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Falling negative equity is a big positive for housing

The ranks of homeowners owing more on their homes than the homes are worth have shrunk by more than half over the past four years, a further indication of the housing recovery since the bubble burst in 2006 and 2007.

According to data released Wednesday by Zillow, about 12.7 percent all homes in the U.S. had negative equity, also known as being underwater, in the first quarter. That's down from the 13.1 percent rate in the fourth quarter of 2015 and the 31.4 percent in the first quarter of 2012.

However, there's a wide disparity in underwater rates between the Rust Belt, which had four of the 10 regions with the highest rates, and the West Coast, which had five of the 10 areas with the lowest rates. The country's worst metropolitan area for negative equity? Chicago and its suburbs, which notched a 20.3 percent rate.

In California, the San Jose and San Francisco areas, whose economies benefit from their proximity to Silicon Valley, had the country's lowest negative equity rates of 2.8 percent and 4.4 percent, respectively. However, Las Vegas and some cities in Florida, which were hit hard by housing market meltdown, continue to struggle. Zillow estimates the negative equity rate in the Las Vegas area is 20.2 percent and more than 13 percent in the Miami and Tampa markets.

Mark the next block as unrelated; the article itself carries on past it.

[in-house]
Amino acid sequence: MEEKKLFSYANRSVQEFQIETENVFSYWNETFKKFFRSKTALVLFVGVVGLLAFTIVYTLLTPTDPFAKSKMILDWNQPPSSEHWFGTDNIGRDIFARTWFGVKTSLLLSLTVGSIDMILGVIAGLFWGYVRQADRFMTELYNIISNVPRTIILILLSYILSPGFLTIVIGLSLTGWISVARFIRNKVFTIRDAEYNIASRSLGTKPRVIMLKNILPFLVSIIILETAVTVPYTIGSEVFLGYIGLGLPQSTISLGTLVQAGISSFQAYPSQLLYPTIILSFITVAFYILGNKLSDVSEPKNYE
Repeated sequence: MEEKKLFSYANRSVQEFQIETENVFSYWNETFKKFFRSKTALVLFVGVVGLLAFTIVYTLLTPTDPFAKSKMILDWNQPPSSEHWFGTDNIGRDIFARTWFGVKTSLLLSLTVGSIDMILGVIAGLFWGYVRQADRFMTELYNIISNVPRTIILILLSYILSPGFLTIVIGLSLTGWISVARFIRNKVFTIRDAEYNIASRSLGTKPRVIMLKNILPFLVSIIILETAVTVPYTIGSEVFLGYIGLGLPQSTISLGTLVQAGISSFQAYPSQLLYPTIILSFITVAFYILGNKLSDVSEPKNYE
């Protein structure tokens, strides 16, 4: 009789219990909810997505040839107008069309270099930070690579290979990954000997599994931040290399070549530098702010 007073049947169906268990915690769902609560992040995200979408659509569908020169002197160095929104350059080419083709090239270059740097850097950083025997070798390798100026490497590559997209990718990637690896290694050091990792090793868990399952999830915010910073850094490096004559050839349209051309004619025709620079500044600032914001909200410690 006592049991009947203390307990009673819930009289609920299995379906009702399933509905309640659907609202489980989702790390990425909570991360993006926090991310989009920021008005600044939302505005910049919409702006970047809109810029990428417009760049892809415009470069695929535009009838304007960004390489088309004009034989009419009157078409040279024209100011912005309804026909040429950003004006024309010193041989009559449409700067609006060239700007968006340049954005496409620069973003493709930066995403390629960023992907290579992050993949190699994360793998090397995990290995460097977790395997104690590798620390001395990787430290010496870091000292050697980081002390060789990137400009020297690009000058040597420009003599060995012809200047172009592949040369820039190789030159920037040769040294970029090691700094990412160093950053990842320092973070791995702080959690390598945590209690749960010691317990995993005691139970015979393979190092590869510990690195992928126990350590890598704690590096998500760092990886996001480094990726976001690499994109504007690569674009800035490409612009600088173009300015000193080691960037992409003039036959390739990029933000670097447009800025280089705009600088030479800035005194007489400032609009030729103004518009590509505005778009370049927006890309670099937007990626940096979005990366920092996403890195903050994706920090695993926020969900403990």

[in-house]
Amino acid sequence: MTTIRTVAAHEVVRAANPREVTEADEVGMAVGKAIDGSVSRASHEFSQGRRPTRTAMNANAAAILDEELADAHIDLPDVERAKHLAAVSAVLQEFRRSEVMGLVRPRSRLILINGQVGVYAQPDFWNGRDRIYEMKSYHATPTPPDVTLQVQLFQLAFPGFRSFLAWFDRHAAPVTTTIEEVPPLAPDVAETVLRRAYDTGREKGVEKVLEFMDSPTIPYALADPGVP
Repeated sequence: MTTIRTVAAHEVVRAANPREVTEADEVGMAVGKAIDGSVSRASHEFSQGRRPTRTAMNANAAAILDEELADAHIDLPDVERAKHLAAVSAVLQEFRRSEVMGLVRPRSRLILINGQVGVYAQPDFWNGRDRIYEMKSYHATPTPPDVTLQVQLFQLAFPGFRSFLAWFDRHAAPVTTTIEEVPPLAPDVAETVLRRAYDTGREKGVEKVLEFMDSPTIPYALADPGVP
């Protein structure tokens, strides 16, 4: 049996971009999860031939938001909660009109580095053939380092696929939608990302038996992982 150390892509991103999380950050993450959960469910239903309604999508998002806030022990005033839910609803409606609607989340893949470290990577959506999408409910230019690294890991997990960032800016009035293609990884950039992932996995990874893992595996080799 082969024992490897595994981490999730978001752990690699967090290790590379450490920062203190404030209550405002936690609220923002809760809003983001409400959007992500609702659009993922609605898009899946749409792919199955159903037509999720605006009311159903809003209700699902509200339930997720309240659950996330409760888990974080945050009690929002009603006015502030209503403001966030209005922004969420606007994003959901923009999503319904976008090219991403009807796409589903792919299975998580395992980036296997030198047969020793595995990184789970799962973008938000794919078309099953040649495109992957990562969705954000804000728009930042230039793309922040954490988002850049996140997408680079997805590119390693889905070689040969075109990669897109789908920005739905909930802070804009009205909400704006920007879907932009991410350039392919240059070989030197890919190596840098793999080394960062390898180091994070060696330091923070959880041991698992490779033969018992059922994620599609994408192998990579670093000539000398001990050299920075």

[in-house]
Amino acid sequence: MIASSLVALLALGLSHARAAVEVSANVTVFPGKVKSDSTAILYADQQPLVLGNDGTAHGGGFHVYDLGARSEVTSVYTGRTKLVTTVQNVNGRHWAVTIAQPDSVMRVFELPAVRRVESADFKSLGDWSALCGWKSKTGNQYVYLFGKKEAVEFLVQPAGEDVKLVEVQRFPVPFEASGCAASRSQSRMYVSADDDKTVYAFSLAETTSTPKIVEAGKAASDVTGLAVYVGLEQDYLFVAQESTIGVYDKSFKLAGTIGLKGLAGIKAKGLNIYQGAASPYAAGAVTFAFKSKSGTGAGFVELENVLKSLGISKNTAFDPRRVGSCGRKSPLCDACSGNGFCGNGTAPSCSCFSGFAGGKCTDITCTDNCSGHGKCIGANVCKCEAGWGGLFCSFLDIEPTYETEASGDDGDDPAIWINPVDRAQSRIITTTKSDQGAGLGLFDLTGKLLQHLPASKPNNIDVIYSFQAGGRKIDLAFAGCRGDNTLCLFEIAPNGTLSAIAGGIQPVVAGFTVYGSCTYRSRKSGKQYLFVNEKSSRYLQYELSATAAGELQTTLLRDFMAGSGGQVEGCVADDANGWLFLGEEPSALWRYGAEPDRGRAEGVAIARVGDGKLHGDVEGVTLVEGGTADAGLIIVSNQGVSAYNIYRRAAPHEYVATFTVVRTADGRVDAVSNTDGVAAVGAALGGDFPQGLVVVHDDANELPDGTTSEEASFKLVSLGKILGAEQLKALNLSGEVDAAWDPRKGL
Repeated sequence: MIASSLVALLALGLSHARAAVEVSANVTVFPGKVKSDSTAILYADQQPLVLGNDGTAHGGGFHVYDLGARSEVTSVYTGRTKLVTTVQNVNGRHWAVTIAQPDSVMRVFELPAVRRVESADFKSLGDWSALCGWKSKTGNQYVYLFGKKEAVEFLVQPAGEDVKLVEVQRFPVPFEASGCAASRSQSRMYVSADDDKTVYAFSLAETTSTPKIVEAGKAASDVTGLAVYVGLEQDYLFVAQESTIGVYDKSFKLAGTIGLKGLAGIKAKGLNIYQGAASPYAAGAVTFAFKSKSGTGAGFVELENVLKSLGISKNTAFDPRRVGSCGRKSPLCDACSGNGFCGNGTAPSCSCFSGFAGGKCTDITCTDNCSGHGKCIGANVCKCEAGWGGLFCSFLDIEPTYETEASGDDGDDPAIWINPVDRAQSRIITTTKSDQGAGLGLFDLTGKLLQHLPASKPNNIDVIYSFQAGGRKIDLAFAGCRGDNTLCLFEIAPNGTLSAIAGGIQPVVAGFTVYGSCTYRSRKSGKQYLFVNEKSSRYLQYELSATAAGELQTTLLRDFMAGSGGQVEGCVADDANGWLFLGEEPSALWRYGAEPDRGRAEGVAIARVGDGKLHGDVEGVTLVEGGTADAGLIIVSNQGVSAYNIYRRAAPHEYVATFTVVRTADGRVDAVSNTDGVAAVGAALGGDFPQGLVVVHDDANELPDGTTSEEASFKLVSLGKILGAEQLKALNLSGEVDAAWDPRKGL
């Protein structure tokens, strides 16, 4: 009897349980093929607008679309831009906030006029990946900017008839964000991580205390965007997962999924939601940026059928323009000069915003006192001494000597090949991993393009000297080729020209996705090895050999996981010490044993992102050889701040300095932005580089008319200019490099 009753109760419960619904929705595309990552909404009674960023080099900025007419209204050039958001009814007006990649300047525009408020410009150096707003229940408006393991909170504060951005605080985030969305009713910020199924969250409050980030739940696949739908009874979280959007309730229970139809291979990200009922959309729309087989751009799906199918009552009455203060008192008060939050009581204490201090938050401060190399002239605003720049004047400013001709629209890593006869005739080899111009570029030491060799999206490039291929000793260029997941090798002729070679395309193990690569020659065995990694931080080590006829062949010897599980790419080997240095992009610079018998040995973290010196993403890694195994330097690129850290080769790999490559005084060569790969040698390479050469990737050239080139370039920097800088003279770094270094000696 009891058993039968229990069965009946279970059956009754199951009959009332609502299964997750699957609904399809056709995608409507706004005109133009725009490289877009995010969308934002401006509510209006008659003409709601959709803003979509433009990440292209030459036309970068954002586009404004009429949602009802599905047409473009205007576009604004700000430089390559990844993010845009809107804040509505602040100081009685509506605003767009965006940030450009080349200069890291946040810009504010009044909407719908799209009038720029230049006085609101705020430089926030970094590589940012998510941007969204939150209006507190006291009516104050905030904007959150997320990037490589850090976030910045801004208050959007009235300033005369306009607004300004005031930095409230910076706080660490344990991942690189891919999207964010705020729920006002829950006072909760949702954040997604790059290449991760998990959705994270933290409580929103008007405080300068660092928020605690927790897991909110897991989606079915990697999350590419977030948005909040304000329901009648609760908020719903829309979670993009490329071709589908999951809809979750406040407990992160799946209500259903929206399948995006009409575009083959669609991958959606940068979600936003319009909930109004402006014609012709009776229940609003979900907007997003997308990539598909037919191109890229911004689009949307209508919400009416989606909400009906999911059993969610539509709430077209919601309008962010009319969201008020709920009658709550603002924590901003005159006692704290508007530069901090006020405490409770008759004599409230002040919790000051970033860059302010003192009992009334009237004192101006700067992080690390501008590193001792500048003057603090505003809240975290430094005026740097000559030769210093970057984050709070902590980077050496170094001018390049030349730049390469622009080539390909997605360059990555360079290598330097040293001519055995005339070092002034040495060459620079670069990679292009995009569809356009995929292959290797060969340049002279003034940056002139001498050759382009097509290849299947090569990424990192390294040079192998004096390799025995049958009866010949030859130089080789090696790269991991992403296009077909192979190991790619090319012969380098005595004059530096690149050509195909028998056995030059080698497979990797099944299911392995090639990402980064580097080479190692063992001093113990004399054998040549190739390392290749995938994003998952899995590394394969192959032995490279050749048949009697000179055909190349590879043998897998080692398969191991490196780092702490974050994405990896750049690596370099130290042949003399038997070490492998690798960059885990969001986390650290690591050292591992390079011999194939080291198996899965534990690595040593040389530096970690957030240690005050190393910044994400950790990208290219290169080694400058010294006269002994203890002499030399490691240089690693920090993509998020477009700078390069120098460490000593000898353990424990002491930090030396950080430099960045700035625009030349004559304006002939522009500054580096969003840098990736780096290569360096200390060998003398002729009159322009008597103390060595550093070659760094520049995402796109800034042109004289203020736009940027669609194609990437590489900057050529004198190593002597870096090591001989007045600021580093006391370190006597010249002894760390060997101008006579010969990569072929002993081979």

"When the housing bubble burst, the West Coast had more than its fair share of underwater homeowners," said Zillow Chief Economist Svenja Gudell in a press release. "But the strong local economy and job markets have significantly helped these housing markets recover, and several are now more expensive than they were during the housing bubble."

Added Gudell: "Other parts of the country didn't get those same benefits, and until market fundamentals improve, homeowners and buyers in these areas will be facing disproportionately higher levels of negative equity as they navigate the housing market."

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